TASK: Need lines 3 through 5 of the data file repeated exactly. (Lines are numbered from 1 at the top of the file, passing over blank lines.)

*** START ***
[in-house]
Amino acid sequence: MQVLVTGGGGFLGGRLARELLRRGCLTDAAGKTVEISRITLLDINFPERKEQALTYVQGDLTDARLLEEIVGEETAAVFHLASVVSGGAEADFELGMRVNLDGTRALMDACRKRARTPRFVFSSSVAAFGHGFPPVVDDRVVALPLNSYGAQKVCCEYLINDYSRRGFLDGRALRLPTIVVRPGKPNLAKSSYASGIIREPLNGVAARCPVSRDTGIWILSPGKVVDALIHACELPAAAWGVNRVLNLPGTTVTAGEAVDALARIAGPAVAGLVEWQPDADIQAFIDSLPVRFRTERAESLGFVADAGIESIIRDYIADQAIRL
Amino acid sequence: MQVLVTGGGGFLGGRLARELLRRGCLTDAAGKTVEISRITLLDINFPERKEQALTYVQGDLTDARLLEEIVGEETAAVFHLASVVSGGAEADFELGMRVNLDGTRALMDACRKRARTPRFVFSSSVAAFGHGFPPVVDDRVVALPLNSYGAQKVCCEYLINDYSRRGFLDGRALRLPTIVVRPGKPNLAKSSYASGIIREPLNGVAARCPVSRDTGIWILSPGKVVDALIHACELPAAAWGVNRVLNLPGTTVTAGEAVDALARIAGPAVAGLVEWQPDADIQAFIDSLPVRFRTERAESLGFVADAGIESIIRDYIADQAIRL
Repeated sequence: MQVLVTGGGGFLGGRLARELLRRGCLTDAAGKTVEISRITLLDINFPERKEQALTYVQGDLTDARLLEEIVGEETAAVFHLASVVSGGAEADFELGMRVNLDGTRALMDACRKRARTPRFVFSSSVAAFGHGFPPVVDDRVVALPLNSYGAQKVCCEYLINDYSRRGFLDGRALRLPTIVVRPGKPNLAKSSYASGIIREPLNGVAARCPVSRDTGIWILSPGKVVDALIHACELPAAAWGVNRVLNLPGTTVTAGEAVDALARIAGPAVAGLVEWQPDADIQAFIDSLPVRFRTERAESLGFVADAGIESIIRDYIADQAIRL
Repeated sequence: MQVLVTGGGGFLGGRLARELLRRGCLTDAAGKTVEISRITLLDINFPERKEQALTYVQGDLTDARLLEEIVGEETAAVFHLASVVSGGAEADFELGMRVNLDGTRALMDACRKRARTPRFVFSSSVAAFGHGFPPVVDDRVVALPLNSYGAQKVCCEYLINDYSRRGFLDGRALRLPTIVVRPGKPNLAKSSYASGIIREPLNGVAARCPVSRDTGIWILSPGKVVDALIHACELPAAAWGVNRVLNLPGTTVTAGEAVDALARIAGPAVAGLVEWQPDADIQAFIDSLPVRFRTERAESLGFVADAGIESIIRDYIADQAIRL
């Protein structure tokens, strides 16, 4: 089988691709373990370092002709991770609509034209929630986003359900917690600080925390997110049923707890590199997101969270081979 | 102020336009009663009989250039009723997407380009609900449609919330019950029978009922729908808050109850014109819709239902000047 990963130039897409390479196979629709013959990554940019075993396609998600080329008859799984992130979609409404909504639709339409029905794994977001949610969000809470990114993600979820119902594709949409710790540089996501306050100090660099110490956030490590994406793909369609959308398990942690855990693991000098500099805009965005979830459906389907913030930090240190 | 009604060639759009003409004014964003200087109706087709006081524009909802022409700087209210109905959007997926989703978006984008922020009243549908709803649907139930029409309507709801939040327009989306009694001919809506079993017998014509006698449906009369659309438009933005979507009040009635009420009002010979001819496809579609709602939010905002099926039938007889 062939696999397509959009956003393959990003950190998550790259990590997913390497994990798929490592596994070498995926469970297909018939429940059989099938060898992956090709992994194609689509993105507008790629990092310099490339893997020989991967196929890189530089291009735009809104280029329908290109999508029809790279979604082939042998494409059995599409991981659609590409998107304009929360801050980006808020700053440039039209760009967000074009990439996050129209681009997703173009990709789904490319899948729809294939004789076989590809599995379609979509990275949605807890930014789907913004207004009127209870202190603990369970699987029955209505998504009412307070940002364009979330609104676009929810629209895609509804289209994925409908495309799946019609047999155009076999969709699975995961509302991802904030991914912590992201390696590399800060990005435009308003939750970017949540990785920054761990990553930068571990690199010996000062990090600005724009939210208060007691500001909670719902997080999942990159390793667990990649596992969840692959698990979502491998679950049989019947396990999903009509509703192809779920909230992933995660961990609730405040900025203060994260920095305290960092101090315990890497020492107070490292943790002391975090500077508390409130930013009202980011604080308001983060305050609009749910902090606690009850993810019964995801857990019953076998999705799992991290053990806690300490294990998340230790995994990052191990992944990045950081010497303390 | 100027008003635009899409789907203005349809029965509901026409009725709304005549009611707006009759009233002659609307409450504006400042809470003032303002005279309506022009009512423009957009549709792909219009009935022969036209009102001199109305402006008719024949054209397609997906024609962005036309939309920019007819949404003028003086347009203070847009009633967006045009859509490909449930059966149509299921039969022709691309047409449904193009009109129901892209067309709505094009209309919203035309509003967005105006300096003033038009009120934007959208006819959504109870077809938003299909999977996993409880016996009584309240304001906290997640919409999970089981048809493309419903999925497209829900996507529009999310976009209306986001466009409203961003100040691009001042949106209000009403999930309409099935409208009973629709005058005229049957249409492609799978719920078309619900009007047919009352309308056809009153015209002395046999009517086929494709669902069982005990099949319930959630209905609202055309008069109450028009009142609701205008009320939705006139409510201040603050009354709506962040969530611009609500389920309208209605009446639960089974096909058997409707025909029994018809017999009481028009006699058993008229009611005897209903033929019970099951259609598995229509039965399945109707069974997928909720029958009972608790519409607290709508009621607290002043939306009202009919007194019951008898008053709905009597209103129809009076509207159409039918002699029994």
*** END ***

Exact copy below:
Amino acid sequence: MQVLVTGGGGFLGGRLARELLRRGCLTDAAGKTVEISRITLLDINFPERKEQALTYVQGDLTDARLLEEIVGEETAAVFHLASVVSGGAEADFELGMRVNLDGTRALMDACRKRARTPRFVFSSSVAAFGHGFPPVVDDRVVALPLNSYGAQKVCCEYLINDYSRRGFLDGRALRLPTIVVRPGKPNLAKSSYASGIIREPLNGVAARCPVSRDTGIWILSPGKVVDALIHACELPAAAWGVNRVLNLPGTTVTAGEAVDALARIAGPAVAGLVEWQPDADIQAFIDSLPVRFRTERAESLGFVADAGIESIIRDYIADQAIRL
Repeated sequence: MQVLVTGGGGFLGGRLARELLRRGCLTDAAGKTVEISRITLLDINFPERKEQALTYVQGDLTDARLLEEIVGEETAAVFHLASVVSGGAEADFELGMRVNLDGTRALMDACRKRARTPRFVFSSSVAAFGHGFPPVVDDRVVALPLNSYGAQKVCCEYLINDYSRRGFLDGRALRLPTIVVRPGKPNLAKSSYASGIIREPLNGVAARCPVSRDTGIWILSPGKVVDALIHACELPAAAWGVNRVLNLPGTTVTAGEAVDALARIAGPAVAGLVEWQPDADIQAFIDSLPVRFRTERAESLGFVADAGIESIIRDYIADQAIRL
Repeated sequence: MQVLVTGGGGFLGGRLARELLRRGCLTDAAGKTVEISRITLLDINFPERKEQALTYVQGDLTDARLLEEIVGEETAAVFHLASVVSGGAEADFELGMRVNLDGTRALMDACRKRARTPRFVFSSSVAAFGHGFPPVVDDRVVALPLNSYGAQKVCCEYLINDYSRRGFLDGRALRLPTIVVRPGKPNLAKSSYASGIIREPLNGVAARCPVSRDTGIWILSPGKVVDALIHACELPAAAWGVNRVLNLPGTTVTAGEAVDALARIAGPAVAGLVEWQPDADIQAFIDSLPVRFRTERAESLGFVADAGIESIIRDYIADQAIRL